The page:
Game Center Tutorial for iOS: How To Make A Simple Multiplayer Game: Part 1/2
- Getting Started
- Enabling Game Center: Overview
- Create and Set an App ID
- Register your app in iTunes Connect
- Authenticate the Local Player: Strategy
- Authenticate the Local User: Implementation
- Matchmaker, Matchmaker, Make Me A Match
- Landscape Orientation and GKMatchmakerViewController
- Where To Go From Here?
I’m experimenting with a new way of writing tutorials – by taking suggestions by you guys!
In the sidebar to the right (scroll down a bit), you’ll find a new section where you can vote for which tutorial comes next.
In the first vote, a bunch of you guys said you wanted a tutorial about making a simple multiplayer game (88 of you to be exact!) – so here you go! :]
In this 2-part Game Center tutorial series, you’ll make a simple 2-player networked game with Cocos2D and Game Center matchmaking.
The game you’ll be working with is very simple. It’s a racing game with a dog vs. a kid – tap as fast as you can to win!
This Game Center tutorial assumes you are already familiar with the basics of using Cocos2D. If you are new to Cocos2D, you might want to check out some of the other Cocos2D tutorials on this site first.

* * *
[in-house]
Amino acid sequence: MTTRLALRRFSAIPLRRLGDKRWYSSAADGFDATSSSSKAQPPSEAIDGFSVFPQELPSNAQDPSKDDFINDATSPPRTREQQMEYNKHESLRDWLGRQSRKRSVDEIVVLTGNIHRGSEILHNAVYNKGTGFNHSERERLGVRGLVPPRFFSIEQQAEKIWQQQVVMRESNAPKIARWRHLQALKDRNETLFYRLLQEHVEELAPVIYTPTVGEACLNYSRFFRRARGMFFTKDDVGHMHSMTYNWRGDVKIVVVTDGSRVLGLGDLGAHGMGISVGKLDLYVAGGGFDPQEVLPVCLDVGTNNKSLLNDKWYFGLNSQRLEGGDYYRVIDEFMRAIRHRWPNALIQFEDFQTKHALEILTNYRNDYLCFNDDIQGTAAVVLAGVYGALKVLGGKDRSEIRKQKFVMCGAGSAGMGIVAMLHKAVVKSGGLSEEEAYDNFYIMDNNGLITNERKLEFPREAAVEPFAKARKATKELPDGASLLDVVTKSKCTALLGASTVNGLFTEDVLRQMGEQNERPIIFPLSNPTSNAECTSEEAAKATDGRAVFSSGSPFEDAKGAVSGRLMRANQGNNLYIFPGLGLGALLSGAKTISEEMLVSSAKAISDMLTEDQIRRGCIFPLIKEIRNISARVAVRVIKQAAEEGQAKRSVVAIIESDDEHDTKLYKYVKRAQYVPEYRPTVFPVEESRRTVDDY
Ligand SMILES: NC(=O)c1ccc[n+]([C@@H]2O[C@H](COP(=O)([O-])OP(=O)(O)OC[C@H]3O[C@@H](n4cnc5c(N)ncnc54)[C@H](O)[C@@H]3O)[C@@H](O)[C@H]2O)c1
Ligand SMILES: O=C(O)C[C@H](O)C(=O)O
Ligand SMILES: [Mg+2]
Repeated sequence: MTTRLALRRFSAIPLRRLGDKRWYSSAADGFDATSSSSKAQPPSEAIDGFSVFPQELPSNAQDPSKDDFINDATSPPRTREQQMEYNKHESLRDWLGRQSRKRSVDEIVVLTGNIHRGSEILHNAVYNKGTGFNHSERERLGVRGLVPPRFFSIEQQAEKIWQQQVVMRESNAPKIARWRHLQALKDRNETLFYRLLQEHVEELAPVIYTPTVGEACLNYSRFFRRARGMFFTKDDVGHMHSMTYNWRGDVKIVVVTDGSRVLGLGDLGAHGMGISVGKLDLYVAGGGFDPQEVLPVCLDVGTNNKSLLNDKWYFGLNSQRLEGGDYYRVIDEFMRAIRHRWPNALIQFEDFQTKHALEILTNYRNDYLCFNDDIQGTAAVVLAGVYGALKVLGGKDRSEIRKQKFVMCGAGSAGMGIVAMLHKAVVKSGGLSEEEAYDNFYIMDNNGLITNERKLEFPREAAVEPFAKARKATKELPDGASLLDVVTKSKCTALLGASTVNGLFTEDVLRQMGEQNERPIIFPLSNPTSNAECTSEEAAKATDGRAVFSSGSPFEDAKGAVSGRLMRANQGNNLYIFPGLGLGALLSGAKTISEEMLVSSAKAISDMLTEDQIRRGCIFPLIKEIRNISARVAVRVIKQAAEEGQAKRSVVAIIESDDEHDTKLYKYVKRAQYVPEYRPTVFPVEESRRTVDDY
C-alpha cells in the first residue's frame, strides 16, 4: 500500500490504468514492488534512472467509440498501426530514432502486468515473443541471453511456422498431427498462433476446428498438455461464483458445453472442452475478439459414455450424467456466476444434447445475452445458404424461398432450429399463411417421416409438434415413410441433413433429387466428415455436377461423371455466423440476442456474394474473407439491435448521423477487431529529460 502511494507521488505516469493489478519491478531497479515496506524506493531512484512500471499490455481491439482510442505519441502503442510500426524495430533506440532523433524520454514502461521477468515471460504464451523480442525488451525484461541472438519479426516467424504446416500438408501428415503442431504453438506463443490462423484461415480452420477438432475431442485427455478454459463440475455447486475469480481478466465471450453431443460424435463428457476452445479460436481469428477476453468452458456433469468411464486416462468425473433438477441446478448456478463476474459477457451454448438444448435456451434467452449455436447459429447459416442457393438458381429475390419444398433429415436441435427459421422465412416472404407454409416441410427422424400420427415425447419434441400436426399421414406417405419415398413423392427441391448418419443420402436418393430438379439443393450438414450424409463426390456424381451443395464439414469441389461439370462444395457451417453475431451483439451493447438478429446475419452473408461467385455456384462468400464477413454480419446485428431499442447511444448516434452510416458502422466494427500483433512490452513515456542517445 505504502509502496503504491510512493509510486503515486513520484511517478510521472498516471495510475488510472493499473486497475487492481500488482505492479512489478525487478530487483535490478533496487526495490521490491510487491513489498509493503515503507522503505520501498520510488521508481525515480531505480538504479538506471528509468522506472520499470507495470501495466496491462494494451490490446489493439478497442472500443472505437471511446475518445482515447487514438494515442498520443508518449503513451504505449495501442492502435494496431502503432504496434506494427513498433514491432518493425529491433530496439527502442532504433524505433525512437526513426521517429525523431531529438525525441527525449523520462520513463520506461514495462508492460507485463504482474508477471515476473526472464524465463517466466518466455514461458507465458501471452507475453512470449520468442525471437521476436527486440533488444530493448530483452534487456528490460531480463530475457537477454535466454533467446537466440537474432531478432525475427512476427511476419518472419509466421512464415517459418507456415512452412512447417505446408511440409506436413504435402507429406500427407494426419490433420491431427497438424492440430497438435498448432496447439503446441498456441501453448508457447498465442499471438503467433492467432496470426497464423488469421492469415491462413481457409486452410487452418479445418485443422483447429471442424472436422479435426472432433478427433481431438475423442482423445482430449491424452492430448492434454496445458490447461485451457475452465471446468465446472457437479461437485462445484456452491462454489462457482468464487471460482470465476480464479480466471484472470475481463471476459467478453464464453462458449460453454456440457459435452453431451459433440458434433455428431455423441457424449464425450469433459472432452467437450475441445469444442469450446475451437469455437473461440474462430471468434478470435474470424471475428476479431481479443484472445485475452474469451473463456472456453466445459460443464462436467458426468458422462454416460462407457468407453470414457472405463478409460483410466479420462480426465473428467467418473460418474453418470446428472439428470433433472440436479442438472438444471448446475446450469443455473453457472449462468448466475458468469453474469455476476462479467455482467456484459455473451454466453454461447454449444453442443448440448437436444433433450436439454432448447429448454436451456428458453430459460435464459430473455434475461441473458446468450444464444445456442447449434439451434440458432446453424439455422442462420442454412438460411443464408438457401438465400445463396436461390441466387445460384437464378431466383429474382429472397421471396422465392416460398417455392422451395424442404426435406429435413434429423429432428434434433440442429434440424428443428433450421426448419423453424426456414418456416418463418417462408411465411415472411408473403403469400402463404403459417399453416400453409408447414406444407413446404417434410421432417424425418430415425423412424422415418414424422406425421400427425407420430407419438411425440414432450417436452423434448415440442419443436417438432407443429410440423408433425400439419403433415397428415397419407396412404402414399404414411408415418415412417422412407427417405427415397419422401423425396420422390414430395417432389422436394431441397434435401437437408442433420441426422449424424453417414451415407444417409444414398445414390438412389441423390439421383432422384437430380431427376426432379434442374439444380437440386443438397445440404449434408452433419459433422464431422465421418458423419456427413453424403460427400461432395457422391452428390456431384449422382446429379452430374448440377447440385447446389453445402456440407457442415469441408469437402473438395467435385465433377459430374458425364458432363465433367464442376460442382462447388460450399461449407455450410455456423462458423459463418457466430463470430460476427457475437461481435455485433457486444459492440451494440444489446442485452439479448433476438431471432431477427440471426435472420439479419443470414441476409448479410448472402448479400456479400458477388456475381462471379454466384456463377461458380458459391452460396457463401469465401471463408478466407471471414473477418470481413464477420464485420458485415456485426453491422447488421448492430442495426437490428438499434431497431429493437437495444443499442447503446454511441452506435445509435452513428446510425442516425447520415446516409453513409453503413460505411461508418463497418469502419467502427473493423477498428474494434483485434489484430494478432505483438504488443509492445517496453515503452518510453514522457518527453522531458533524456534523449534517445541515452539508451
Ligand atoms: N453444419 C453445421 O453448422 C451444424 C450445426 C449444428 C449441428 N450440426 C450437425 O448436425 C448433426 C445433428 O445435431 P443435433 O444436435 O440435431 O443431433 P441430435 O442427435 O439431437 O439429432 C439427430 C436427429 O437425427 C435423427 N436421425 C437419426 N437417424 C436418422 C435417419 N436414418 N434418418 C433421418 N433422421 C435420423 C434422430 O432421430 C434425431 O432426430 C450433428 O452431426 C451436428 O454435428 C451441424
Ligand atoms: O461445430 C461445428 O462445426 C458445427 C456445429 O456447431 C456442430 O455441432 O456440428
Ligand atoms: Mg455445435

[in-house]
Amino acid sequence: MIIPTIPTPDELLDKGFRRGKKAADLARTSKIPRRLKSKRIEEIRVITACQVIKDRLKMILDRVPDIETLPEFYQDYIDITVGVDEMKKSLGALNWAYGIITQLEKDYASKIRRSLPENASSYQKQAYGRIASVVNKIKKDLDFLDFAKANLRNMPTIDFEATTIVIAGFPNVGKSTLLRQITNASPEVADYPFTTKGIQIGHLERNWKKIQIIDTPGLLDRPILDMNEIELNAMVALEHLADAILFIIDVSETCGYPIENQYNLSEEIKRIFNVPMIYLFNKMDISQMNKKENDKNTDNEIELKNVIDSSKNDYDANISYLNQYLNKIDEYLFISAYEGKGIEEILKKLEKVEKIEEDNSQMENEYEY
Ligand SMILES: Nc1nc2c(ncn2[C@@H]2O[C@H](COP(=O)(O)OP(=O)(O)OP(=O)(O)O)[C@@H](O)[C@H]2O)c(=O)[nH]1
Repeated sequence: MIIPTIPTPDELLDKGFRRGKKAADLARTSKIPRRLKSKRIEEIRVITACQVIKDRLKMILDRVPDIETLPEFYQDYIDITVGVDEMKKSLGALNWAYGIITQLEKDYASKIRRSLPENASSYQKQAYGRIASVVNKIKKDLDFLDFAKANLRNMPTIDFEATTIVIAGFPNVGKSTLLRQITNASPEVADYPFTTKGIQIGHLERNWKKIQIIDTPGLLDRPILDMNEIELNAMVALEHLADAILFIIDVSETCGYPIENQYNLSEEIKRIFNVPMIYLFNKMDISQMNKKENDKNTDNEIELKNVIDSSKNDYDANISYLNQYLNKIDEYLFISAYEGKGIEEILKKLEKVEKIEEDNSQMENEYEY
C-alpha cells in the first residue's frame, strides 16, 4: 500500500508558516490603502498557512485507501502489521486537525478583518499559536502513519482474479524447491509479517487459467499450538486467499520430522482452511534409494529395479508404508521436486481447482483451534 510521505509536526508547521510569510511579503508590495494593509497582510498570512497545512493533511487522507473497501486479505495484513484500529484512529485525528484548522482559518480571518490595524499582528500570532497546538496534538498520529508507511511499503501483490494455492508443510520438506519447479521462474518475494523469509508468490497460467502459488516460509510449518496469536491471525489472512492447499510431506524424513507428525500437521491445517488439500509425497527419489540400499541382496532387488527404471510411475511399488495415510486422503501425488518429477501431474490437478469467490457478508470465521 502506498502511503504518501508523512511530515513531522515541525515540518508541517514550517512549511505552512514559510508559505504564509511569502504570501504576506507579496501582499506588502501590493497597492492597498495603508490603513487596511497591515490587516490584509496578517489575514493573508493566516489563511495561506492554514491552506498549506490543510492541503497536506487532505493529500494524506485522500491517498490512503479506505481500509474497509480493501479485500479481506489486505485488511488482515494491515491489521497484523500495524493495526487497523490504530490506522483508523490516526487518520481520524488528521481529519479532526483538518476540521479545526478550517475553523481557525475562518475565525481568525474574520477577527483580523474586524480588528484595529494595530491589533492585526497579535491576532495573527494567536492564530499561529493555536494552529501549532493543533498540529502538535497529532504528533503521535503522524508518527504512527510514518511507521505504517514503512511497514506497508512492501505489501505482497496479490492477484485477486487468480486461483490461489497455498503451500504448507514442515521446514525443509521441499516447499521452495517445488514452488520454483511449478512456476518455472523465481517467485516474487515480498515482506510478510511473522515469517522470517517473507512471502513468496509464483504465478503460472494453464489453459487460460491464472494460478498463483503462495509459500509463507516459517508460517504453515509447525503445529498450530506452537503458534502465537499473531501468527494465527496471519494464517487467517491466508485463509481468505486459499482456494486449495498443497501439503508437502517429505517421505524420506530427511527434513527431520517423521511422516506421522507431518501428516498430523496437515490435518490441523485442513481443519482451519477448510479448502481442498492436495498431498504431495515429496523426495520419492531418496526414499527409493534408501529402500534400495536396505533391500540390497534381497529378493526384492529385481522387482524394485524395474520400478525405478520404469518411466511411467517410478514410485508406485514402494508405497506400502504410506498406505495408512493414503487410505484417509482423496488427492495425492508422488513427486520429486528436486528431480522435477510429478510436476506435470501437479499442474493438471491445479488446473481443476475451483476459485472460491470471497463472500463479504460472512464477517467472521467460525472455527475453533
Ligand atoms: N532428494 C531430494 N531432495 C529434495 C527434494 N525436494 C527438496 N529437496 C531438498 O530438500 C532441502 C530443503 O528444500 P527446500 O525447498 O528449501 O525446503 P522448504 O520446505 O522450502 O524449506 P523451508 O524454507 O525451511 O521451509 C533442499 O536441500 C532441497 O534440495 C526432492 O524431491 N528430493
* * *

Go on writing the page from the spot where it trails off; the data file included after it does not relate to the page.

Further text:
Note: To fully get through this tutorial series, you must be a registered member of the iOS developer program so you can enable your app to use Game Center. Also, you will need at least one physical device (so that you can run one copy on the simulator and one on your device). Finally, you will need at least two different Game Center accounts for testing (don’t worry, you can create more than one for free, you just need another email address).
Ready? On your mark, get set, GO!
This Game Center tutorial show you how to add matchmaking and multiplayer capabilities into a simple game.
Since making the game logic itself isn’t the point of this tutorial, I’ve prepared some starter code for you that has the game without any network code.
Download the code and run the project, and you should see a screen like this:
The game is very simple and well commented – go ahead and browse through the code and make sure you understand everything.
If you guys are interested, I could do a separate tutorial sometime on how to make this game from scratch. If you would like this, please suggest this tutorial in the forums!
Enabling Game Center: Overview
At this point, you have a simple playable game, except it’s pretty boring since you’re playing all by yourself!
It would be a lot more fun to use Game Center, so you can invite friends to play with you, or use matchmaking to play with random people online.
But before you can start writing any Game Center code, you need to do two things:
- Create and set an App ID
- Register your app in iTunes Connect
Let’s go through each of these in turn.
Create and Set an App ID
The first step is to create and set an App ID. To do this, log onto the iOS Dev Center, and from there log onto the iOS Provisioning Portal.
From there, select the App IDs tab, and create a new App ID for your app, similar to the following (except you’ll be choosing different values):
The most important part is the Bundle Identifier – you need to set this to a unique string (so it can’t be the same as the one I used!) It’s usually good practice to use a domain name you control followed by a unique string to avoid name collisions.